I was there on Saturday, and I've honestly never seen anything as shambolic as the ending of this show. The disrespect given to Bruce was disgusting. He was playing with one of his heroes and to cut it short like that was pathetic. When Springsteen, McCartney, John Fogerty, Tom Morello and the E Street Band are on stage at the same time you let them play for however long they want, it's never going to happen again. To not even give Bruce the chance to thank the crowd is horrible. To make matters worse, the crowd lost out on 10th Avenue Freeze Out AND the chance to pay their respects to Clarence Clemons. At the time it was just really confusing. The front of house speakers were cut so we could still hear the band, just quietly, so it seemed like a technical failure at the time. When Twist and Shout was faded out I just thought it was an intentional, innovative live ending, but evidently not. The whole setup was a sham in general. For 66 entry the view from most places was obscured by a pair of tents on stage, the screens were too low down, and the volume was non-existent. I was right at the front, to the left of the stage, and I still had to watch most of the show on the screens, and didn't even have to raise my voice to be heard clearly by people around me. Then at the end of the show we were all shepherded out in the dark by guys with megaphones, right onto busy roads. That the sound was cut for health and safety reasons due to closed roads is utter bullshit. And it's all the fault of the multi millionaire morons that live around Hyde Park. Even Boris Johnson said the band should have been allowed to carry on. It wouldn't even have been for more than 10 minutes longer in any case. Yeah, rules are rules, but when does Bruce ever not go over curfew simply for the love of playing? He did come on half an hour later than billed, but everyone from Lady Antebellum onwards was late, and when does a headline act ever start at the billed time? With all that said, the show itself was absolutely fantastic. I've never seen anything like it, and to see Springsteen live is a dream come true for me. It was more of a fan's set than a festival one but that's fine by me. Absolutely incredible, especially with all the guest appearances. But I still won't be returning to Hard Rock Calling.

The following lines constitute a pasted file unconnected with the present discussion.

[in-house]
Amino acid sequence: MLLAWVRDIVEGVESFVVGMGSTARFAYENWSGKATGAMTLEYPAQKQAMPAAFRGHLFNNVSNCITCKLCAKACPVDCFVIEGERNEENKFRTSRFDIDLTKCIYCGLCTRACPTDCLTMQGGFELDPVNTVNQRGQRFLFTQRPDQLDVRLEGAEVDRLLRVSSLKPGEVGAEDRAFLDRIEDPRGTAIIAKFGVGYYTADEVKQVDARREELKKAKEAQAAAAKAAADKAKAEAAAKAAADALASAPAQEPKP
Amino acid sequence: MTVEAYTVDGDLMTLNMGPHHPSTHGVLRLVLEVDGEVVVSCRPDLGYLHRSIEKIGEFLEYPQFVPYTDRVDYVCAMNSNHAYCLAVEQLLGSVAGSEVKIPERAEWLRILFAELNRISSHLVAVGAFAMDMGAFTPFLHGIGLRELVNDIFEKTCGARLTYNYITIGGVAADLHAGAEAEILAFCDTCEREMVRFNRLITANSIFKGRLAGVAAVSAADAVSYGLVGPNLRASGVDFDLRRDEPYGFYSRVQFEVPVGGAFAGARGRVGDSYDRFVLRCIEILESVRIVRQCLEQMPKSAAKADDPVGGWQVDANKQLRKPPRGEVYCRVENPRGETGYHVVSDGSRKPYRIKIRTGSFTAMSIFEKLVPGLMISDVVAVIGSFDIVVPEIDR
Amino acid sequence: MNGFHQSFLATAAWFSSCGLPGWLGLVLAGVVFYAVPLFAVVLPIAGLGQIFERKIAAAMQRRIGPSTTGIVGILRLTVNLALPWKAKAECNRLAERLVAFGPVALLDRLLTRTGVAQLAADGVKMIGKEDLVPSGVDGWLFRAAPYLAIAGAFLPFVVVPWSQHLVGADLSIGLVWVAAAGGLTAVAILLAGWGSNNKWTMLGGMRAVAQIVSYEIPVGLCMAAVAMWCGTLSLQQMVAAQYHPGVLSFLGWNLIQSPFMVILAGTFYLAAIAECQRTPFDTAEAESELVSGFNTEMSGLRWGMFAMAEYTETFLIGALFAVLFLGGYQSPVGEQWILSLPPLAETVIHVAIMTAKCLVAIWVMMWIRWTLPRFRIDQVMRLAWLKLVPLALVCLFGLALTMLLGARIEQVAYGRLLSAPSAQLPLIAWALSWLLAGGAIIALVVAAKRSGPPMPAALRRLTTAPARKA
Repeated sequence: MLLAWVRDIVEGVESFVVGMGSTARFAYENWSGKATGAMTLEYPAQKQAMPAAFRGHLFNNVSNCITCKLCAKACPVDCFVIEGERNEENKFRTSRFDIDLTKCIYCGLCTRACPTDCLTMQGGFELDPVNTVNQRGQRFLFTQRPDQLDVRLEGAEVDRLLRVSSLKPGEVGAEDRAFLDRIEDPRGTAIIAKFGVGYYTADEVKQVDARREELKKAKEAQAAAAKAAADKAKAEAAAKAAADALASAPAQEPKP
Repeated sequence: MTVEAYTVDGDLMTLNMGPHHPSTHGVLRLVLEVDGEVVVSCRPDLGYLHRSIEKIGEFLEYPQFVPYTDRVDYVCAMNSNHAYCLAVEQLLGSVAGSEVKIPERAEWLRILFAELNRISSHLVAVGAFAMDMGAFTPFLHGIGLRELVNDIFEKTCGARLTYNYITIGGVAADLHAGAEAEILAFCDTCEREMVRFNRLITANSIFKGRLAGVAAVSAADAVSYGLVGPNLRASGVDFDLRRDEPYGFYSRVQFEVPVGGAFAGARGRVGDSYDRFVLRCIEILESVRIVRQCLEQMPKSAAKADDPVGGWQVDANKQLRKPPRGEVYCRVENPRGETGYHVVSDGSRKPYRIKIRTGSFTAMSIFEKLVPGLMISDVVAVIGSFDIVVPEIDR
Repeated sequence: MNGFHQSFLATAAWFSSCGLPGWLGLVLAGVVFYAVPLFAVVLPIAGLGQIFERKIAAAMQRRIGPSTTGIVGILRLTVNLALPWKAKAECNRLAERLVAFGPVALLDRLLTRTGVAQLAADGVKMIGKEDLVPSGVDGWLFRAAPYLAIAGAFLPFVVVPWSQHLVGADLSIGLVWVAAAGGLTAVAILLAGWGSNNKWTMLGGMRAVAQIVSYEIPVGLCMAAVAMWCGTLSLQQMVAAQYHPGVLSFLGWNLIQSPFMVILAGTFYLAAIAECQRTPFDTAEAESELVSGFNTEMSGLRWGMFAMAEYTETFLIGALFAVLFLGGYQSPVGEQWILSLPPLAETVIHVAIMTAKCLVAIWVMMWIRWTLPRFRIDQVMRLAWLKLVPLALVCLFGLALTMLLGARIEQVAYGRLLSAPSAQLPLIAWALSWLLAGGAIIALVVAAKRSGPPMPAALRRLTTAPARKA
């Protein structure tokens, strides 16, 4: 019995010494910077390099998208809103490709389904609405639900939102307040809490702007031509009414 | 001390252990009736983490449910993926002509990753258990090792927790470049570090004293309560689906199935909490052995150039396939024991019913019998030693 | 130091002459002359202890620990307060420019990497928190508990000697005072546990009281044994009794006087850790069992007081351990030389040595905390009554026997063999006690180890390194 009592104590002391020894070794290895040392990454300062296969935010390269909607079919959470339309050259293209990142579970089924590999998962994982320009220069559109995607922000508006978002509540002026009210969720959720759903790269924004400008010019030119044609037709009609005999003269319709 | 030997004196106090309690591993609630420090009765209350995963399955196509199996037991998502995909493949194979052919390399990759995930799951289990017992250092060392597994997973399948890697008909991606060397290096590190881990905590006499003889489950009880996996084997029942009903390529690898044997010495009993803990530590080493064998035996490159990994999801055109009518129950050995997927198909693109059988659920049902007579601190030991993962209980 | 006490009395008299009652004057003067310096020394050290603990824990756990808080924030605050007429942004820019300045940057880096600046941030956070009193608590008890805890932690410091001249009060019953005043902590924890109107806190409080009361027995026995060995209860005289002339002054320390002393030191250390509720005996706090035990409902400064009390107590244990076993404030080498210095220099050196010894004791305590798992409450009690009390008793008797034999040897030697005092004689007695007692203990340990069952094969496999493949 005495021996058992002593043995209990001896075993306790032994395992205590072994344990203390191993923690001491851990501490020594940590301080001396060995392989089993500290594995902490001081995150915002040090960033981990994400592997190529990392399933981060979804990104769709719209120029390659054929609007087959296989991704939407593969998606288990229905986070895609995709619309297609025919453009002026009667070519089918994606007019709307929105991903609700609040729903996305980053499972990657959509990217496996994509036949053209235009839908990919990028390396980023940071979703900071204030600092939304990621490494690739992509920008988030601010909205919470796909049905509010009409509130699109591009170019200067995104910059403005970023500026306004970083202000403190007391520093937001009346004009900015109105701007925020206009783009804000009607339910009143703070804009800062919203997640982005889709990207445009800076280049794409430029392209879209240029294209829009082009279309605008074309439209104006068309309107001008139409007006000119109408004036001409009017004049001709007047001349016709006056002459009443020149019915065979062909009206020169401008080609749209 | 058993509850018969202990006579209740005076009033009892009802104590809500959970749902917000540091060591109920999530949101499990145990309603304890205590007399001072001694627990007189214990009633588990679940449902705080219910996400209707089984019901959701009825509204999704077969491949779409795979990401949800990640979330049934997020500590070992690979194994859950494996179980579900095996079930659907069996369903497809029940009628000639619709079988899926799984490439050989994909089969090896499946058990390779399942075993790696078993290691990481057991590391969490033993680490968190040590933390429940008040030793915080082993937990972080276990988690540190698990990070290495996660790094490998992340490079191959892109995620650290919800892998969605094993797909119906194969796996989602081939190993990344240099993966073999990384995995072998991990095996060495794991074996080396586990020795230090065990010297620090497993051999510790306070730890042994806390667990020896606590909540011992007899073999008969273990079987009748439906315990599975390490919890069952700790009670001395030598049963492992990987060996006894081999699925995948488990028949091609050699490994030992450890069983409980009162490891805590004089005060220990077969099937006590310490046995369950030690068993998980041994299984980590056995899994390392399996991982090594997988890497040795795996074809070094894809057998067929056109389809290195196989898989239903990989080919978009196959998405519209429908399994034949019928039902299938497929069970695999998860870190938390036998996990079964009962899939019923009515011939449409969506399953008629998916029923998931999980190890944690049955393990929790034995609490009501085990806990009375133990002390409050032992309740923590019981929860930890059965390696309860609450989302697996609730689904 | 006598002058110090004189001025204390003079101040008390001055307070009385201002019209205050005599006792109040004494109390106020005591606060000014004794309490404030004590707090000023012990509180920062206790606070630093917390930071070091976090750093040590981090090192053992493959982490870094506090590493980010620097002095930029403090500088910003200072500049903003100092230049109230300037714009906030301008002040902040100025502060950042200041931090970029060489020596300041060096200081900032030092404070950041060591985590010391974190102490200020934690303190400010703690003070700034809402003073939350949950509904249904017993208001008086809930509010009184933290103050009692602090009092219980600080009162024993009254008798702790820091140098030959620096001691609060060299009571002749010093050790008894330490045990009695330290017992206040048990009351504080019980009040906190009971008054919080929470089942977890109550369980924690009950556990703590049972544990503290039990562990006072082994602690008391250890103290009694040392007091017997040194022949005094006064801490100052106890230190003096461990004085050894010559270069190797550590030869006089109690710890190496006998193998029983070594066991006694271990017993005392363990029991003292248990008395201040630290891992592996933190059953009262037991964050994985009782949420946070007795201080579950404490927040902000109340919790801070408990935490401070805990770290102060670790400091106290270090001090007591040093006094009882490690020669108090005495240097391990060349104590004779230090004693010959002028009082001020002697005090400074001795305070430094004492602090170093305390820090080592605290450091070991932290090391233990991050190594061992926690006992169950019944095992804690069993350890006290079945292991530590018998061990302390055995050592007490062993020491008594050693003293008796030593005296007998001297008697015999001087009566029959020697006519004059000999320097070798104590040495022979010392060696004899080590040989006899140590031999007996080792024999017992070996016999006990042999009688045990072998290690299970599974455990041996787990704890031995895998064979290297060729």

b_flo
    This would've been the local authorities enforcing this by some sort of hefty fine. This is a standard practice, regardless of who the artist is. Once the show goes over the specified curfew, it's at the discretion of the venue's production management to end the show...usually with law enforcement over-seeing it. It could've resulted in several arrests, from the band's audio crew, to the venue's production team, to the artists themselves.
    sn00ze
    10 more for legends is much to ask. And those saying rules are rules, you better not be serious.
    DaniArrow
    I'm sure lots of people in the neighbourhood would've complained to get another free Springsteen/McCartney song.
    nnb
    TJ although I get your point (s) of shows have a designated end time then you respect it. Dosen't matter who you are, rules are rules, even if Bruce came on late then the organizer should have planned ahead to cover a longer then expected show time.